If not having access to Percona online repositories, make sure you have one of the following installed versions which already mitigated the error:

Percona Server 5.5.51-38.1
Percona Server 5.6.32-78.0
Percona Server 5.7.14-7

We recommend a backup of the database is performed before performing the update to ensure data integrity of your Pandora FMS server.
In the case of any problems in updating please contact us through our support tool.
https://support.artica.es/integria

We hope you find useful this information.

To keep posted about this kind of information, do not hesitate to subscribe to our newsletter.

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Nagios Alternatives: 6 of the best

August 25, 2016 — by Javier2

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alternatives2

It’s been some time since we’ve been wondering, why is Nagios deserving of the self-proclaimed title of being the “Industry standard” when it comes to monitoring. We’ve reiterated this question to ourselves more ever since they seem to be kind of limping around the industry. But that’s another story to be told, we’re here to talk about the Open Source version of Nagios (Nagios Core) and the –constantly improving- alternatives to this software which has somehow dominated the monitoring scene for the last few years. And don’t get us wrong here, this article has no intention of bashing on Nagios or any of the wonderful things it’s done for the monitoring world, it’s just that we think it’s time for a cycle change and other solutions should somehow be analyzed like a potential alternatives to Nagios.

We have about a half-dozen reasons why the “Monitoring industry standard” title is no longer property of Nagios, and we’ll discuss all of these Nagios alternatives here: Zenoss Core, Zabbix, PRTG, OpenNMS, OP5 and Pandora FMS.

All of these products offer Open Source solutions that are no longer much different from what Nagios had pioneered in about a decade ago. Let’s discuss some of the pros and cons of each, and how they compare to the “industry standard”, who knows, we might be able to establish a new standard by the end of this article if we all agree that a or b product is better for x or y task.

Before going ahead, we would like to introduce you some comparisons we have already done in Artica. We are continuously benchmarking Pandora FMS versus other solutions and we love to show you our results. Comparing Pandora FMS along with our community feedback is one of the best ways to improve our software.

Analysis that have already been conducted:

Zabbix vs Nagios vs Pandora FMS

Zenoss vs Nagios v Pandora FMS

Are you looking for other analysis and comparisons? Let us know and we will work it out.

What do we look for generally in monitoring? Well depends on how technical you want to get with it. In the IT sense, we search for the holy grail, the all-in-one solution that’ll make our lives easy and our jobs pointless: that one product that you can setup and have your boss use without anything breaking, the one that can give you the most amount of information that you need to know. If you’re on the other side of the technological know-how spectrum (means, you’re the business type with no interest or time to become an IT guy), then you’re probably looking for comfort, ease of use, something technically watered down and easy to swallow.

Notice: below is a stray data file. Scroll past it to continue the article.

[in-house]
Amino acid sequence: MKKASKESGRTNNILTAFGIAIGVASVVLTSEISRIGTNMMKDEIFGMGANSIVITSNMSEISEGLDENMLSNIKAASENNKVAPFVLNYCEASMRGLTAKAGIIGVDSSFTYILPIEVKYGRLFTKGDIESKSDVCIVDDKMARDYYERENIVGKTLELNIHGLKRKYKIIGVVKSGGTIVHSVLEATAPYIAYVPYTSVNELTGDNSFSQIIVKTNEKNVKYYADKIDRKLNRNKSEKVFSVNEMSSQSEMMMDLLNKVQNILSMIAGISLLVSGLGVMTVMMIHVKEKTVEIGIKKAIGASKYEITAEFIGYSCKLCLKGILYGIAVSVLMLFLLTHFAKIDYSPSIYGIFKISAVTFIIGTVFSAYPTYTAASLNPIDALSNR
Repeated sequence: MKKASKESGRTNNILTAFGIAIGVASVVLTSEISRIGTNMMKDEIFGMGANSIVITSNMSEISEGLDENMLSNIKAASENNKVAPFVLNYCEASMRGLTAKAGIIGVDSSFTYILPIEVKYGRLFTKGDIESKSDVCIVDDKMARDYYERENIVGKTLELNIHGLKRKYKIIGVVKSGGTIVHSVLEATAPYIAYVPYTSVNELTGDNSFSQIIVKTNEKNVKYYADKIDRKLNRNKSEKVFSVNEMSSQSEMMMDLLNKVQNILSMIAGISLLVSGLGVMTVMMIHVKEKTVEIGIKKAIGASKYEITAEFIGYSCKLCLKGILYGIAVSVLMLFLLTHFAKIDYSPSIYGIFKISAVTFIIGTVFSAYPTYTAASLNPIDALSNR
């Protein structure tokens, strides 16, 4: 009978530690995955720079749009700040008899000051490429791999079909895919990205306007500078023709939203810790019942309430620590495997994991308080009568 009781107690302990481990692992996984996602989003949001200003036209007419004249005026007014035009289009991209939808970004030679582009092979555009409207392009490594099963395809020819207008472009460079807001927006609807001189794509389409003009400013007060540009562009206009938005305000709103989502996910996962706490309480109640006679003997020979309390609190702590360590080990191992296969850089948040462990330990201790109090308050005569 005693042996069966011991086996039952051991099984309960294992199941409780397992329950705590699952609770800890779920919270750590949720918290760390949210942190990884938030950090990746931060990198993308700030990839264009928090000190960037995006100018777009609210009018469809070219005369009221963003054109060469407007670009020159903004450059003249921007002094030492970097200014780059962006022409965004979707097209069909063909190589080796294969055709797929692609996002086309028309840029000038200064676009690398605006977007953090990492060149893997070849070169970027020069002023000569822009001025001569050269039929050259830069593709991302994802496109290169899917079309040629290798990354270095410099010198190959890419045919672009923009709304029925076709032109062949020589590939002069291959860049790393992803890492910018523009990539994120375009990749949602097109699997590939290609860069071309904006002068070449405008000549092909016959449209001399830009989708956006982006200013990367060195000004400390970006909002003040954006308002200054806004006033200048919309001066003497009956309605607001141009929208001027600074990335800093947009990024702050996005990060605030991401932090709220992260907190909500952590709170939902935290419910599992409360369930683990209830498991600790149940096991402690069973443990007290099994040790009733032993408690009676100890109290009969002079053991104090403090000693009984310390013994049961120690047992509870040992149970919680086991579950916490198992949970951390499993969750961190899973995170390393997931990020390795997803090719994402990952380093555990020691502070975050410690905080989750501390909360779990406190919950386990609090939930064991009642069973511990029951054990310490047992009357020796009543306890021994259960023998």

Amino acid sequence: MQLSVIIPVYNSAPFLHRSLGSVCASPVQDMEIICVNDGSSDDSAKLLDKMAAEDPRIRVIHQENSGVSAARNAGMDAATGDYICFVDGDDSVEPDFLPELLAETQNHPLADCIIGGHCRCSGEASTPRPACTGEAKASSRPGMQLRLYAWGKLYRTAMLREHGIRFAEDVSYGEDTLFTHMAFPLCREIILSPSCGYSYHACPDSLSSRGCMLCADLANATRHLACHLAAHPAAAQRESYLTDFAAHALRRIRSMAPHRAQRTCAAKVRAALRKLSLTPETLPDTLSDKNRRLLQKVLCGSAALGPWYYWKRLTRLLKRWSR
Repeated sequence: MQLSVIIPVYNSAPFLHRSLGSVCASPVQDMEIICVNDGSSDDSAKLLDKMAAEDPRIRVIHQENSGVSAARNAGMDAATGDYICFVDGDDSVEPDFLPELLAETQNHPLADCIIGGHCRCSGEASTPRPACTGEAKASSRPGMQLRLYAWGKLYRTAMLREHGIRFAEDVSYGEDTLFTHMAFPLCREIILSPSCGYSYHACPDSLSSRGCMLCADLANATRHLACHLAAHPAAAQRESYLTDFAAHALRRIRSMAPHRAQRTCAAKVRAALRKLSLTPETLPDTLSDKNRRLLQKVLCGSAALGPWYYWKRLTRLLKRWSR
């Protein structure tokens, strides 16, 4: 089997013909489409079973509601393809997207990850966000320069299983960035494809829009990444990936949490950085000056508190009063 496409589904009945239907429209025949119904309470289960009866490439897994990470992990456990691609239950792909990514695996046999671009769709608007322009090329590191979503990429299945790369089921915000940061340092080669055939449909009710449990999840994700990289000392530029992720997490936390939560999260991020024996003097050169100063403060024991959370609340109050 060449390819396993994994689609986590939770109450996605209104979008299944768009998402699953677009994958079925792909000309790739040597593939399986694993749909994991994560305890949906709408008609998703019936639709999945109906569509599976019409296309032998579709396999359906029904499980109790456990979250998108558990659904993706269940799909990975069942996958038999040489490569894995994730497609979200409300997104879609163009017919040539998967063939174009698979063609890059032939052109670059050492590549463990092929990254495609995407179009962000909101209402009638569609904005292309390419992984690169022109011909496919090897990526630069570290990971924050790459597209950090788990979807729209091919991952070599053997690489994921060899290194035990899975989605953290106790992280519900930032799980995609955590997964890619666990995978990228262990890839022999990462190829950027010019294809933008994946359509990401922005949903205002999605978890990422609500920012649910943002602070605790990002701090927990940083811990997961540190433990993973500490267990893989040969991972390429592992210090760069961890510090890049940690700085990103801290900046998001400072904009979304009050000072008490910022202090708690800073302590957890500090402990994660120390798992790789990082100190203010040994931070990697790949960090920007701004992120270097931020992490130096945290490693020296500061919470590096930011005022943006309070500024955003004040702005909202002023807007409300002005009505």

So let’s go over our favorites Nagios alternatives one by one.

Nagios alternative number one. Pandora FMS. All in one, built from scratch, more flexible than ever

All right, let’s address one of the elephants in the room: in monitoring most products or projects do most of the same things as the one next to it. The issue gets serious when a company decides to build its monitoring solution from a solution already developed and working. Don’t get me wrong, this is not a bad behavior, however, if you want to stand out from competitors in an already crowded industry such as the monitoring sector, the best way to do it is starting from scratch and try to change the current monitoring standards.

This is where Pandora breaks the mold. We actually went through the trouble of building something from scratch that really works. More so, it works like it’s supposed to.

We nailed it and actually created something “all-in-one” that works if you read the documentation where we have spent thousands of hours explaining how to go to the extra mille with Pandora FMS.

If you’ve got the IT know how and are willing to take the time to comb Pandora to your taste, you’re getting the best price-quality ratio, considering there’s no price on these solutions. The legend even states that some Open Source users have tweaked this out to be just as powerful as their enterprise edition, but legends are legends, right?

 

OP5, the second Nagios alternative- A flexible, Nagios fork, fresh but limited

OP5 is a bit more complicated to use just like most others, their open source version is a gateway to their Enterprise version, and obviously leads to revenue for them.